Occasionally, we receive requests for special data samples out of Coremetrics Benchmark. For those unfamiliar with our benchmarking solution, Coremetrics Benchmark allows participating clients to compare the performance of their online campaigns to those of their peers and competitors. The solution helps clients uncover areas of weakness and marketing optimization opportunities.
Recently, we received a data sample request for a small group of online merchants that market women’s apparel goods. Once we sampled the Women’s Apparel data, we decided to compare it to a larger sample of apparel-related sites (both men’s, women’s and children’s) and then to a much larger sample from the entire Retail vertical that includes apparel but also other sub-verticals such as Gifts, Jewelry, General Merchandisers, and so on.
We tested three different periods to make sure that the data is consistent: July 2009, June 2009, and July 2008. We averaged the periods to make the data more digestible.
When we compared to three samples, very interesting trends emerged. But before we dive into the details, a final note to our Coremetrics clients: you will notice that the data we provide below is different from what you will see reported in your Coremetrics Benchmark solution. Again, this is because our data is sampled, whereas yours is complete.
Ok, here’s what we’ve found:
- Bounce rate: Women’s Apparel sites’ single-page sessions were 3% lower than Apparel sites’ and almost 8% lower than Retail sites’ bounce rate. This can be understood given the next two findings:
- Preferred channels: Women’s Apparel sites had the highest percentage of traffic arriving via direct load (52.27%) and the lowest percentage of traffic coming from SEO (9.64%) and from referring sites (4.78%).
- Site stickiness: Average session length was the highest for Women’s Apparel – clocking a full one minute longer than Apparel and over two minutes longer than Retail . Women’s Apparel visitors looked at almost twice as many product pages per session as Apparel visitors and over 4 times as many on Retail sites.
One logical conclusion from the above findings are that visitors of women’s apparel sites go to what they know (as opposed to searching for it or exploring links from other sites). Once they get to the sites, they tend to stay there longer, which means that they either frequent the sites often or are more patient to test them out. Here at Coremetrics, we tend to think that the latter probably occurs more often, partially because of the next finding:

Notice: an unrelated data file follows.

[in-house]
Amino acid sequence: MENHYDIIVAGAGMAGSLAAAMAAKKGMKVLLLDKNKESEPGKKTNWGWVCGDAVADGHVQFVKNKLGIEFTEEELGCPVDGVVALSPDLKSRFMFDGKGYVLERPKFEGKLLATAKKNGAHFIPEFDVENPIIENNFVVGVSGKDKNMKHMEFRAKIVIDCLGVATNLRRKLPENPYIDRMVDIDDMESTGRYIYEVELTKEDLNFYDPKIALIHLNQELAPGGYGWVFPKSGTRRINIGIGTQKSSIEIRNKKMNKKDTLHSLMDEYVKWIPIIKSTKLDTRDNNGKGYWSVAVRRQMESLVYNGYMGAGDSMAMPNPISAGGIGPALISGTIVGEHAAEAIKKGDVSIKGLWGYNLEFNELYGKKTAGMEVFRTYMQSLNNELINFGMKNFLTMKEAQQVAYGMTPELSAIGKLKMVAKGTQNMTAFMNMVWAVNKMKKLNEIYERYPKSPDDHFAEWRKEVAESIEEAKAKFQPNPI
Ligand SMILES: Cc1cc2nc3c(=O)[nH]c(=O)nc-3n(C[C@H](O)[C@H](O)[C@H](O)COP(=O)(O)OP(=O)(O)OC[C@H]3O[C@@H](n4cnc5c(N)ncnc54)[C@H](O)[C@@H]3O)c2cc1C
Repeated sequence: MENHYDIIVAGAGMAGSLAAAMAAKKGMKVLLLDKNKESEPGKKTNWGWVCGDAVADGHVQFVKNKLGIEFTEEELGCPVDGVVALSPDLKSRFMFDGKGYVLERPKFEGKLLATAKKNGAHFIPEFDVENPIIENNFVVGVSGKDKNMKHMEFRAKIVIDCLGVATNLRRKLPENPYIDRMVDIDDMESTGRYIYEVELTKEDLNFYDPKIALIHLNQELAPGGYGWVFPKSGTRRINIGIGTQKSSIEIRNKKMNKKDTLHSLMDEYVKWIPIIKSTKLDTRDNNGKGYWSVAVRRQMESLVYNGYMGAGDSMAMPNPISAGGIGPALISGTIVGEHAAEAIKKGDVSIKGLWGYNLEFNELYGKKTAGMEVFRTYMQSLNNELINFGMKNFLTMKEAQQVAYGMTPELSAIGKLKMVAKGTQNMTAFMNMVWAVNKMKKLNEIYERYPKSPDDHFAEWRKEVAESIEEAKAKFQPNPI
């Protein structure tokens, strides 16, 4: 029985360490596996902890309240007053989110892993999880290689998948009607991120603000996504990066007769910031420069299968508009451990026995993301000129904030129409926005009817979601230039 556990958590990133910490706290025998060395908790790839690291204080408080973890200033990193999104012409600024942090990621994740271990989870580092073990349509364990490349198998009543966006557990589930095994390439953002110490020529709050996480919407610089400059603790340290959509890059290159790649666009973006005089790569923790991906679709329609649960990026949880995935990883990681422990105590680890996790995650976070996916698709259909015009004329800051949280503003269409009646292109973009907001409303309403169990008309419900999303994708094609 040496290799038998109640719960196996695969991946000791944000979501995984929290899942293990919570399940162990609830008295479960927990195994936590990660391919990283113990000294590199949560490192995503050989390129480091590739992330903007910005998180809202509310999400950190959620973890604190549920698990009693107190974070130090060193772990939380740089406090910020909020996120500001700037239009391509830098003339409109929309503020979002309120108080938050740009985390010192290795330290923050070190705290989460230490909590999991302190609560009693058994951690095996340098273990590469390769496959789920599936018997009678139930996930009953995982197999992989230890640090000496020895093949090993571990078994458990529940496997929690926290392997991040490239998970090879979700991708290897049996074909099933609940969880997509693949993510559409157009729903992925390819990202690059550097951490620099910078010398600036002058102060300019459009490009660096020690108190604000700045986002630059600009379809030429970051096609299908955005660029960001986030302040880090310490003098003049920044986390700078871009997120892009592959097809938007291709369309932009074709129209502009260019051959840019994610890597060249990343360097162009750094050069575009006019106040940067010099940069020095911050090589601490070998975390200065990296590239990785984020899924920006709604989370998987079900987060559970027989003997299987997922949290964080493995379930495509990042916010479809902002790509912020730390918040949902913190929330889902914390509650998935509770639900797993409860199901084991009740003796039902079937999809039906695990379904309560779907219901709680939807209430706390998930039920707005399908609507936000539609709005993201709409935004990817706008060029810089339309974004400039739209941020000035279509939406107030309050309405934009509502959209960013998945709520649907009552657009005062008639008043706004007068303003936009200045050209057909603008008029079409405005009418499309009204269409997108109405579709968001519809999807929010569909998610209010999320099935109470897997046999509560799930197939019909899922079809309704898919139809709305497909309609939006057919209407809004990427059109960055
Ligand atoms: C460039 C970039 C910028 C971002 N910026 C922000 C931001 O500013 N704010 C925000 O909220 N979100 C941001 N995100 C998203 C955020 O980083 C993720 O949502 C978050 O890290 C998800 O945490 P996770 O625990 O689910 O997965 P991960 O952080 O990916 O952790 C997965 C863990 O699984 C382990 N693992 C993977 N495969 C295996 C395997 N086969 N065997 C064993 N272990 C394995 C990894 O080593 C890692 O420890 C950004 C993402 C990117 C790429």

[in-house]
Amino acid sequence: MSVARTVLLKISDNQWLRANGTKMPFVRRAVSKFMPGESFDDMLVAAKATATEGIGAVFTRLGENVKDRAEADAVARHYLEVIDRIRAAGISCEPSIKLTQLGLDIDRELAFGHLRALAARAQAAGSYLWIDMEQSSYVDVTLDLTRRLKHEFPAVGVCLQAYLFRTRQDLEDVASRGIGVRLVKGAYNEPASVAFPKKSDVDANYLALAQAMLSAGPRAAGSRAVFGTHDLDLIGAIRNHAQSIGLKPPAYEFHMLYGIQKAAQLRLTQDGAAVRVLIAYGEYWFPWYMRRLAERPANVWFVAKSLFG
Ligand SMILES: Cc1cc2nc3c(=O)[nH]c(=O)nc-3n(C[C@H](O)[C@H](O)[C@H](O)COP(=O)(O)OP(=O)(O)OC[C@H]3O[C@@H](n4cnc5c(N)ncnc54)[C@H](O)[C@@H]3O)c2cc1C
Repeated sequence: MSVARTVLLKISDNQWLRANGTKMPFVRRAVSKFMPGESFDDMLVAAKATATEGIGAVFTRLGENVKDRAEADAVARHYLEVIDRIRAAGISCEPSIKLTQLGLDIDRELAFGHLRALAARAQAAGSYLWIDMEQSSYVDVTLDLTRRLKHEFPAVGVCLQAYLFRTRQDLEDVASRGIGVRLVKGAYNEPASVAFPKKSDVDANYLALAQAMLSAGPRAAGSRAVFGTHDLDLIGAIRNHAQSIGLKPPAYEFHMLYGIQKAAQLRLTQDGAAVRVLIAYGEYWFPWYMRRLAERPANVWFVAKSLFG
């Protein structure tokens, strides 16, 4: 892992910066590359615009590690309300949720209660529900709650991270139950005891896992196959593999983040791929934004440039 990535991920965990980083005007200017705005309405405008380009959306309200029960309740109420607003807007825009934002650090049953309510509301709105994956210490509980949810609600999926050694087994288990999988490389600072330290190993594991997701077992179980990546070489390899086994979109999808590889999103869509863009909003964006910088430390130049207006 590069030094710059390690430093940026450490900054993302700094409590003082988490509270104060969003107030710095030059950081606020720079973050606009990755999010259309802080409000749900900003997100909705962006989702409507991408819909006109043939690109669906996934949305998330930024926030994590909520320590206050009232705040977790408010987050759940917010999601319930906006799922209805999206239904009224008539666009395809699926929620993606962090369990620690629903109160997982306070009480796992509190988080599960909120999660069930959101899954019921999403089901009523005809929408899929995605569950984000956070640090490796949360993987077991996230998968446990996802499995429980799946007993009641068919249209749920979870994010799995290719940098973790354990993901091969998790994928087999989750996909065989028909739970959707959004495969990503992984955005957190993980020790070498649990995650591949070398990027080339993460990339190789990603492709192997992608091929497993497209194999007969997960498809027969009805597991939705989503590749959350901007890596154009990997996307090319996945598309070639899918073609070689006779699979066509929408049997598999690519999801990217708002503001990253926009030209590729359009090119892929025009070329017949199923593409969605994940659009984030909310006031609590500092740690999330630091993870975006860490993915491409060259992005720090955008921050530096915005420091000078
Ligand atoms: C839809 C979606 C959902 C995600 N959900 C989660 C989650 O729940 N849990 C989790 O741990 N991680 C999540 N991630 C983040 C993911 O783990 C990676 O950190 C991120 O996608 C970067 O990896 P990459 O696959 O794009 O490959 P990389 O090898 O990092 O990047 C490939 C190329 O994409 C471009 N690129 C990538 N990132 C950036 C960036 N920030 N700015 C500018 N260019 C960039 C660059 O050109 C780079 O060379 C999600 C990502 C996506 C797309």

- New visitor conversion: Women’s Apparel’s new visitors conversion rate was 50% higher than those of Apparel and Retail.
New visitors of Women’s Apparel sites convert more often than Apparel and Retail visitors. One might suspect that cookie deletion influences new visitor measurement, and that it’s really existing visitors that are converting, but one must also agree that there is no reason to suspect that cookie deletion occurs more often with visitors of Women’s Apparel sites. Cookie deletion should hit our three segments relatively equally.
Ok, lets look at conversions—this is where things really get interesting:
- Conversion funnel: Women’s Apparel had the highest percentages of sessions in which users browsed product pages (57.38%), added items to shopping carts (14.37%), and completed orders (4.15%). Order completions were 1.25% higher than on Apparel and Retail sites.
- Purchases: Women’s Apparel sites saw the lowest average order value of $96.44, approximately $3 less than Apparel and $50 less than Retail. Likewise, Women’s Apparel sites had the lowest number of items per order at 4.21, compared with 4.24 items for Apparel, and 6.38 items for Retail.
Evidently, visitors of women’s apparel websites spend their money more carefully than visitors of the two other segments. We’ll let you draw your own conclusions.
What do you think about our findings? Drop us a line in the comments section.